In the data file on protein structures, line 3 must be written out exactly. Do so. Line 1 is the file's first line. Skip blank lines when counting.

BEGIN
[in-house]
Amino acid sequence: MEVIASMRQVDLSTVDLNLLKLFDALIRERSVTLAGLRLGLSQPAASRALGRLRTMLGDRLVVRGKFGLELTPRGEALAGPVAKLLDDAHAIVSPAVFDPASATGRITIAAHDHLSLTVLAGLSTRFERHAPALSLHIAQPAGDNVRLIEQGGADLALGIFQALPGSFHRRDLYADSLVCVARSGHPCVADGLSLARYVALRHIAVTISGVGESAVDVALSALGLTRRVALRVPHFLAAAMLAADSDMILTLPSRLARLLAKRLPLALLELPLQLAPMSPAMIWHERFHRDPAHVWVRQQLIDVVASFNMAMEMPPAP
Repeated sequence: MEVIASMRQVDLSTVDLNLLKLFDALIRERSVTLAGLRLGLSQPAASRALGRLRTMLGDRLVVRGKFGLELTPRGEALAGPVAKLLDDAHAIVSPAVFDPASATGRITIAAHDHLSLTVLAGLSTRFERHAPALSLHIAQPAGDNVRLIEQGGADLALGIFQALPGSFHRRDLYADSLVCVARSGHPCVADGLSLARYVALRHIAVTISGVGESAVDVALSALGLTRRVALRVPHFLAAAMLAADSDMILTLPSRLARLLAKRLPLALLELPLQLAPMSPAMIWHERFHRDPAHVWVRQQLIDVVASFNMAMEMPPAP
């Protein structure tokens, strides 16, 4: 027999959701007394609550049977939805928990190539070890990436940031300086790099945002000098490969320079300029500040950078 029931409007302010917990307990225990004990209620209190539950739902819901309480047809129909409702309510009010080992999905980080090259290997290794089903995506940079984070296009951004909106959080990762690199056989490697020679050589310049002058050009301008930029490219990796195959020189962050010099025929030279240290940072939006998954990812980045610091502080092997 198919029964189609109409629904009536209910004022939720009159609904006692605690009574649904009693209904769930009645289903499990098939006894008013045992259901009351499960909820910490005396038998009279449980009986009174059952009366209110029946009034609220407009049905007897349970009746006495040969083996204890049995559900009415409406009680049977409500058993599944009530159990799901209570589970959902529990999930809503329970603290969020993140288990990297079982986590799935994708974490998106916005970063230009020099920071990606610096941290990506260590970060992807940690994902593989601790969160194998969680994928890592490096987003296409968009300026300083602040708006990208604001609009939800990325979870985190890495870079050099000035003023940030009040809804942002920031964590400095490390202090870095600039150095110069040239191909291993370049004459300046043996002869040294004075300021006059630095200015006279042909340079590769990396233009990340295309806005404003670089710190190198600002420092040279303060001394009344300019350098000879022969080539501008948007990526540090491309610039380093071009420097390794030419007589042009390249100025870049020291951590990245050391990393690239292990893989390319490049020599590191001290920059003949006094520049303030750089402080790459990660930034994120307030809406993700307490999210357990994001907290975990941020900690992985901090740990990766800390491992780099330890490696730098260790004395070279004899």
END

Repeated sequence: MEVIASMRQVDLSTVDLNLLKLFDALIRERSVTLAGLRLGLSQPAASRALGRLRTMLGDRLVVRGKFGLELTPRGEALAGPVAKLLDDAHAIVSPAVFDPASATGRITIAAHDHLSLTVLAGLSTRFERHAPALSLHIAQPAGDNVRLIEQGGADLALGIFQALPGSFHRRDLYADSLVCVARSGHPCVADGLSLARYVALRHIAVTISGVGESAVDVALSALGLTRRVALRVPHFLAAAMLAADSDMILTLPSRLARLLAKRLPLALLELPLQLAPMSPAMIWHERFHRDPAHVWVRQQLIDVVASFNMAMEMPPAP